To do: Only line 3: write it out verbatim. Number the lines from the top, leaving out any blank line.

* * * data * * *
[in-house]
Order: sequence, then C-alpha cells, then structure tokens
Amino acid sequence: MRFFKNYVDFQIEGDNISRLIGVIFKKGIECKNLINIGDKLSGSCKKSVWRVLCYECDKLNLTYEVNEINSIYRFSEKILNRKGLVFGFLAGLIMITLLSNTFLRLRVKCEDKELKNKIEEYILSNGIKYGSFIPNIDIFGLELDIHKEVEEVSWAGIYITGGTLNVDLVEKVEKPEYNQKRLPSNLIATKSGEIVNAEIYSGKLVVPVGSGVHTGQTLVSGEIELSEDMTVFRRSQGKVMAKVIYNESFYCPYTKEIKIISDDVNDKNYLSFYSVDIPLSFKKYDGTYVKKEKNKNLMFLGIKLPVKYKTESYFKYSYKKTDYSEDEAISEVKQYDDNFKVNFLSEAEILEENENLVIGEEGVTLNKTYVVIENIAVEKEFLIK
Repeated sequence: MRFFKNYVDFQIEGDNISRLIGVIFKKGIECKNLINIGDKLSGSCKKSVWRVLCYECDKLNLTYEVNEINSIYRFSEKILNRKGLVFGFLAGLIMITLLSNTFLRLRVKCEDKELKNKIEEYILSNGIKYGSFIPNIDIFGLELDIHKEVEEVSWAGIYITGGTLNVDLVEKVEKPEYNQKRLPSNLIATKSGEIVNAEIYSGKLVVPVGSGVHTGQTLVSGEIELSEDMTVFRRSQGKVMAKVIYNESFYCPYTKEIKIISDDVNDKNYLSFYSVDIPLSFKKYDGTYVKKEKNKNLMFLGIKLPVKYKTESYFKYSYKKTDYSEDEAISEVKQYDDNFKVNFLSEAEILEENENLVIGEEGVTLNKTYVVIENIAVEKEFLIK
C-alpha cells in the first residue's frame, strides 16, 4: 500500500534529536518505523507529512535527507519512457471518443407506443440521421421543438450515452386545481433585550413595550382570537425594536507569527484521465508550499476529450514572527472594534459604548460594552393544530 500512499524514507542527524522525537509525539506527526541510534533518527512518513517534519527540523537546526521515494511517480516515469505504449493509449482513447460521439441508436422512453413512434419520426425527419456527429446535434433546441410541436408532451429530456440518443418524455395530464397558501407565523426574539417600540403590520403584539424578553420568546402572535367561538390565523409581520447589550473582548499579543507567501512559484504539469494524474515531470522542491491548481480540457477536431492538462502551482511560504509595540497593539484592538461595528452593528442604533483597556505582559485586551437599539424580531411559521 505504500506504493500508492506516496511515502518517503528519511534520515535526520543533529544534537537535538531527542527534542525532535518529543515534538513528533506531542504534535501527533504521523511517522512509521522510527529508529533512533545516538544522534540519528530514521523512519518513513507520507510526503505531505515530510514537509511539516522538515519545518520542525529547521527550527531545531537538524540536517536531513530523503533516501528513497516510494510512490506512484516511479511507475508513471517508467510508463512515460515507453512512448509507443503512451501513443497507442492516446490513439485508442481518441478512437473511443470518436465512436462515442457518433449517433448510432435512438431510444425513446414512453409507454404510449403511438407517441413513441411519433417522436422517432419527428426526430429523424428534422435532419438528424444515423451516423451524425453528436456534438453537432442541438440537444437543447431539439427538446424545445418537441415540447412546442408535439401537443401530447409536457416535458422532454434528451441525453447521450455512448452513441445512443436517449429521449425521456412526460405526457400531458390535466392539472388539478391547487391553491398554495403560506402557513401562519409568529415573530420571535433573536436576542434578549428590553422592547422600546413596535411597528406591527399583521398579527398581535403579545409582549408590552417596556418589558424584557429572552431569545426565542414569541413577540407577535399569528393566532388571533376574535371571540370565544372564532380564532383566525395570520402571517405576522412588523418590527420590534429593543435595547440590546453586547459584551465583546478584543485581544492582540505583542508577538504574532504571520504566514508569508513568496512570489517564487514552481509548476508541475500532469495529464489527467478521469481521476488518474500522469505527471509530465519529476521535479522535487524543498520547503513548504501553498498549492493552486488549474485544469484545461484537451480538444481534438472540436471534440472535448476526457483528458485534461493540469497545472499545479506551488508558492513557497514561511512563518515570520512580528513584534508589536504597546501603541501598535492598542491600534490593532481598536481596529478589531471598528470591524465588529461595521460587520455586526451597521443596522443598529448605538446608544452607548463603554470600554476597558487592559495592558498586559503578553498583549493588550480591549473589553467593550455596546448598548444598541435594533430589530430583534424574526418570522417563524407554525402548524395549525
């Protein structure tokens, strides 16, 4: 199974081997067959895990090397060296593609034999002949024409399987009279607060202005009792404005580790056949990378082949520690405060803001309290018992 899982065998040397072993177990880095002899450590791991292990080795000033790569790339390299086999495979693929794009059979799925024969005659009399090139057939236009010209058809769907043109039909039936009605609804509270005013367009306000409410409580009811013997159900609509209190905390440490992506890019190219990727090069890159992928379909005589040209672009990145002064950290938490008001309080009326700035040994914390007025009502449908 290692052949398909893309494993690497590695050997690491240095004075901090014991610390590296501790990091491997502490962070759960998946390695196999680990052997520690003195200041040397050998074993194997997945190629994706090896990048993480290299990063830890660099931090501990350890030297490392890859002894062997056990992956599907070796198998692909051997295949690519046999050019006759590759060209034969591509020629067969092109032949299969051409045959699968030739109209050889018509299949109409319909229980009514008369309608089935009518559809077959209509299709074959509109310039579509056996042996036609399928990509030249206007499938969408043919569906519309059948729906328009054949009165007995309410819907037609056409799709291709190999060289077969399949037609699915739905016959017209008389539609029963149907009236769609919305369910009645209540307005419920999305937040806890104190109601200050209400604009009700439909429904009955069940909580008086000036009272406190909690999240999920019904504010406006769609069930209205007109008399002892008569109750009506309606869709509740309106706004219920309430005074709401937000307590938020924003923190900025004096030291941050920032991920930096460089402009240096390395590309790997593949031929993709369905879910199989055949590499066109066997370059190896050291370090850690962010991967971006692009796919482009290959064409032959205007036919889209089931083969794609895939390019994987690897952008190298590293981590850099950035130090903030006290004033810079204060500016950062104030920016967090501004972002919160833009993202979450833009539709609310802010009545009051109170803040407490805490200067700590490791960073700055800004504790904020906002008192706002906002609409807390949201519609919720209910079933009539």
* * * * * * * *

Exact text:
Amino acid sequence: MRFFKNYVDFQIEGDNISRLIGVIFKKGIECKNLINIGDKLSGSCKKSVWRVLCYECDKLNLTYEVNEINSIYRFSEKILNRKGLVFGFLAGLIMITLLSNTFLRLRVKCEDKELKNKIEEYILSNGIKYGSFIPNIDIFGLELDIHKEVEEVSWAGIYITGGTLNVDLVEKVEKPEYNQKRLPSNLIATKSGEIVNAEIYSGKLVVPVGSGVHTGQTLVSGEIELSEDMTVFRRSQGKVMAKVIYNESFYCPYTKEIKIISDDVNDKNYLSFYSVDIPLSFKKYDGTYVKKEKNKNLMFLGIKLPVKYKTESYFKYSYKKTDYSEDEAISEVKQYDDNFKVNFLSEAEILEENENLVIGEEGVTLNKTYVVIENIAVEKEFLIK